On Wednesday, September 21, 2011, the Internal Revenue Service (IRS) issued Announcement 2011-64, which details a new program that allows eligible taxpayers that agree to voluntarily treat their misclassified workers as employees going forward can get significant relief from liability for unpaid federal employment tax, penalties and interest.
The classification of a worker as an employee or an independent contractor is a complex factual problem involving many factors under the common law definition of “employment.” The issue of worker classification has been a significant area of IRS enforcement for decades. In response to a flood of litigation and complaints of overly aggressive enforcement by the IRS, Congress enacted Section 530 of the Revenue Act of 1978, which generally provides a safe harbor from liability for employment taxes and allows the taxpayer to choose to continue to treat its workers as independent contractors. An IRS examiner is generally required to first determine whether a taxpayer is entitled to relief under Section 530. (I.R.M. 188.8.131.52(1).)
For those employment tax cases that did not qualify for relief under Section 530, the IRS introduced the Classification Settlement Program (CSP) in order “… to allow businesses and tax examiners to resolve worker classification cases as early in the administrative process as possible, thereby reducing taxpayer burden.” (I.R.M. 184.108.40.206(2).) The IRS agent will typically offer a settlement under CSP based upon a single-year assessment of employment taxes using reduced rates under IRC Section 3509. (I.R.M. 220.127.116.11(3).) As a condition to the settlement, the taxpayer must agree to treat the workers as its employees prospectively.
If the taxpayer has timely filed Forms 1099, and has a “colorable argument” that it also met both the reasonable basis and substantive consistency requirements under Section 530, then the CSP offer will be based upon a single-year assessment of employment taxes at 25 percent of IRC Section 3509 rates. As above, the taxpayer must agree to treat the workers as its employees prospectively.
Despite its stated purpose to essentially reduce taxpayer burden by resolving worker classification cases as early in the administrative process as possible, settlements under the current CSP are generally limited to the context of an IRS examination.
The IRS Voluntary Classification Settlement Program
The IRS Voluntary Classification Settlement Program (VCSP) provides taxpayers with the opportunity to negotiate closing agreements borrowing settlement terms from the current CSP in the context of a voluntary disclosure. Under VCSP, eligible taxpayers will generally be entitled to settle their employment tax liability under a single-year assessment of employment taxes at 10 percent of IRC Section 3509 rates. The taxpayer will not be liable for any additional penalties or interest and VCSP promises the IRS will not subject any prior years to an employment tax audit with respect to worker classification issues.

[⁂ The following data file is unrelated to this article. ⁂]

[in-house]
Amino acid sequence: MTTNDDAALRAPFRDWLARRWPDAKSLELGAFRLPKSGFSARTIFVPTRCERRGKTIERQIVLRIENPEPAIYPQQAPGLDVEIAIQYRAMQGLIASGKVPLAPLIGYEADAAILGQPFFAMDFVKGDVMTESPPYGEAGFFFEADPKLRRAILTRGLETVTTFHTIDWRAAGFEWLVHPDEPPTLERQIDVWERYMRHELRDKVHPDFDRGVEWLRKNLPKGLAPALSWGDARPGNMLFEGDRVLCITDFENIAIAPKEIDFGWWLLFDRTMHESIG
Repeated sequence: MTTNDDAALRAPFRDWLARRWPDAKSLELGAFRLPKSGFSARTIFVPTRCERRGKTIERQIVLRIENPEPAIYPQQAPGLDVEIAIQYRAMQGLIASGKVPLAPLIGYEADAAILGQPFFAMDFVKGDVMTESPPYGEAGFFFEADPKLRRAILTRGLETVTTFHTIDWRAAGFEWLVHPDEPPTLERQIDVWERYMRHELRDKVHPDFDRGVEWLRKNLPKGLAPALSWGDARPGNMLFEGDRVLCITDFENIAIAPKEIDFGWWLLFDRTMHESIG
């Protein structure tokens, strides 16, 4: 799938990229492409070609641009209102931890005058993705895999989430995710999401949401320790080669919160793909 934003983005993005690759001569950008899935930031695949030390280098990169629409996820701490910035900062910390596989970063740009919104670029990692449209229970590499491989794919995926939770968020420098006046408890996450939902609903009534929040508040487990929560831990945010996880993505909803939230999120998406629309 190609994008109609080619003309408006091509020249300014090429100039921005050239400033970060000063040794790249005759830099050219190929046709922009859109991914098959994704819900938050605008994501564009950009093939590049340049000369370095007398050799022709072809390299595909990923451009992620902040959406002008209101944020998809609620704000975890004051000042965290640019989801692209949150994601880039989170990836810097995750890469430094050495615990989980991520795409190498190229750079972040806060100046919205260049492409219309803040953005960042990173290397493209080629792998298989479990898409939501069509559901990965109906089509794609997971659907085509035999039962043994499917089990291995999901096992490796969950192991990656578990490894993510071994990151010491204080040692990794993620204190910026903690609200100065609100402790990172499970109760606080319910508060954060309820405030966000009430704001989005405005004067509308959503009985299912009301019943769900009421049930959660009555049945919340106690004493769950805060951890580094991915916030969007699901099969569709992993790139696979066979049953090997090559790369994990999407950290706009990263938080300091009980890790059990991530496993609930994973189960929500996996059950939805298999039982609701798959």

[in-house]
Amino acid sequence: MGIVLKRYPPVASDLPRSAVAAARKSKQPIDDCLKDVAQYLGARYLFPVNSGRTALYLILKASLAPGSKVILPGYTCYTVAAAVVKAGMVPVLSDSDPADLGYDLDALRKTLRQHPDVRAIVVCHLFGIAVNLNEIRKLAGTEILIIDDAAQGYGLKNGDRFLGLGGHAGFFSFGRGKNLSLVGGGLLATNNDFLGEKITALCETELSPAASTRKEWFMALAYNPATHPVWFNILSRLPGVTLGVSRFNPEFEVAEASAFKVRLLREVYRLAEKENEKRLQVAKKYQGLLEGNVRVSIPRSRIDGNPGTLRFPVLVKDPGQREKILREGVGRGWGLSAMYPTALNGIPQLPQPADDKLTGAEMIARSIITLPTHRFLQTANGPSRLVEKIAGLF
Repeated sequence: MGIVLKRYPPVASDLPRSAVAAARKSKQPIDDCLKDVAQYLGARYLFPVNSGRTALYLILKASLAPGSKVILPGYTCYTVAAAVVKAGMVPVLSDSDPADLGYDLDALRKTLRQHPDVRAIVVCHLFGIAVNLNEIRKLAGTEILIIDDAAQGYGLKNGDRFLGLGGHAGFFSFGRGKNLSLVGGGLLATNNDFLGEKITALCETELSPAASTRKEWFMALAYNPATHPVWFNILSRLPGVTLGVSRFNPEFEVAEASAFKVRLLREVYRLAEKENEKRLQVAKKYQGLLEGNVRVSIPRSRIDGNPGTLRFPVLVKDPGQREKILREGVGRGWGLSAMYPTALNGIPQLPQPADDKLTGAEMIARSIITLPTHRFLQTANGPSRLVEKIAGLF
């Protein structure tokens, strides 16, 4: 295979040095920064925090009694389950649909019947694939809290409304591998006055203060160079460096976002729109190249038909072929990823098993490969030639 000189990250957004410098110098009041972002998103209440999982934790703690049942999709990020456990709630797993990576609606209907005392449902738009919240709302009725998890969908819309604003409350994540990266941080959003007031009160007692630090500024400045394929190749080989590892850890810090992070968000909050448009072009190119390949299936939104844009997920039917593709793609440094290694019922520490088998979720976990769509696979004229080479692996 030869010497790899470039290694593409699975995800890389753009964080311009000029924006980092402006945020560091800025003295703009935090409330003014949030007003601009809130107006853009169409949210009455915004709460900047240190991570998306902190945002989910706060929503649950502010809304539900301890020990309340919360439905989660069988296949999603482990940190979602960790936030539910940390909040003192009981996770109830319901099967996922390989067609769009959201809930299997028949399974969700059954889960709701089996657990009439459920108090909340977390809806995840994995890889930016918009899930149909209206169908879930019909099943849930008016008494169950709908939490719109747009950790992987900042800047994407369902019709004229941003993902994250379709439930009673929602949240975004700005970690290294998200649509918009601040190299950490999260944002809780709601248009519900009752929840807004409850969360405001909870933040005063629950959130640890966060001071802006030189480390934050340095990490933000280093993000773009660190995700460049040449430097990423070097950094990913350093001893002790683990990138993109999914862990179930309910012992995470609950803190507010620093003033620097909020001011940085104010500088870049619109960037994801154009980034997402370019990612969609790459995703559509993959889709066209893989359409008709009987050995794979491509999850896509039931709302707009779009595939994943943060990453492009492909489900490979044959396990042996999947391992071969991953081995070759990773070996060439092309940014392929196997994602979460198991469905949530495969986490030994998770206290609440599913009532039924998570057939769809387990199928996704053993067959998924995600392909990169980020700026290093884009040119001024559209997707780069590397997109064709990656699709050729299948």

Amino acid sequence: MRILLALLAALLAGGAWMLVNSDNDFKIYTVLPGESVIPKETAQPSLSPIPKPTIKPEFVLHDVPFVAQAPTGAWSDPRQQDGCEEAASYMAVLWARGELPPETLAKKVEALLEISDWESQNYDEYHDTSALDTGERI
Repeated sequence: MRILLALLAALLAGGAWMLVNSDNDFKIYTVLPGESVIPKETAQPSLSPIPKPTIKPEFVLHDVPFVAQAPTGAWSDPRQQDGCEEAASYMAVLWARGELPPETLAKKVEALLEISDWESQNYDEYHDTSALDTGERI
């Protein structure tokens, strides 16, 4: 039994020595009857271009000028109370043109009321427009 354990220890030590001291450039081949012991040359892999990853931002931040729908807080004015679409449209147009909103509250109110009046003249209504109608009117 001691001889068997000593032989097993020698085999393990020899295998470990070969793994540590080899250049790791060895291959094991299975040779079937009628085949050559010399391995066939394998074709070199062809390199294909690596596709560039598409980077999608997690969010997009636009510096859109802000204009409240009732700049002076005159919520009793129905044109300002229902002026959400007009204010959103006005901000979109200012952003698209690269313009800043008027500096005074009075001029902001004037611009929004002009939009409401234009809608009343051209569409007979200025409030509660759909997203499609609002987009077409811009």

Similar to the current CSP, the taxpayer must agree to treat the workers as its employees prospectively. Most significantly, the taxpayer must also agree to extend the statute of limitations for the assessment of employment taxes by an additional three years, for each of the three years beginning after the date that the VCSP closing agreement is executed.
To be Eligible to Participate in VCSP:
- The taxpayer must have consistently treated the workers as nonemployees.
- The taxpayer must have filed all required Forms 1099 reporting compensation paid to these workers for the three prior calendar years preceding. Note: This does not require the timely filing of all Forms 1099, as under a conventional CSP.
- The taxpayer must not currently be under examination by the IRS, or under examination by either the Department of Labor (DOL) or any state agency on worker classification issues. If the taxpayer has previously been examined by the IRS or DOL on worker classification issues, it must currently be in compliance with the results of that prior examination(s).
How to Participate in VCSP
To participate in VCSP, eligible taxpayers must submit new IRS Form 8952, “Application for Voluntary Classification Settlement Program (VCSP).” The Form 8952 must be signed by the appropriate representative of the taxpayer, as enumerated in the instructions. If applicable, the taxpayer should include a completed IRS Form 2848, “Power of Attorney,” identifying its authorized representative, as part of this submission. Applications to participate in VCSP will be coordinated by the Government Entities Compliance Unit based in the IRS Service Center in Ogden, Utah.
Note: Taxpayers filing consolidated returns for income tax purposes as members of an affiliated group should consider the potential risk of drawing attention to worker classification issues for its affiliates. The Form 8952 requires taxpayers to identify the common parent of the affiliated group. At this point, there is only speculation how the IRS will use this additional information.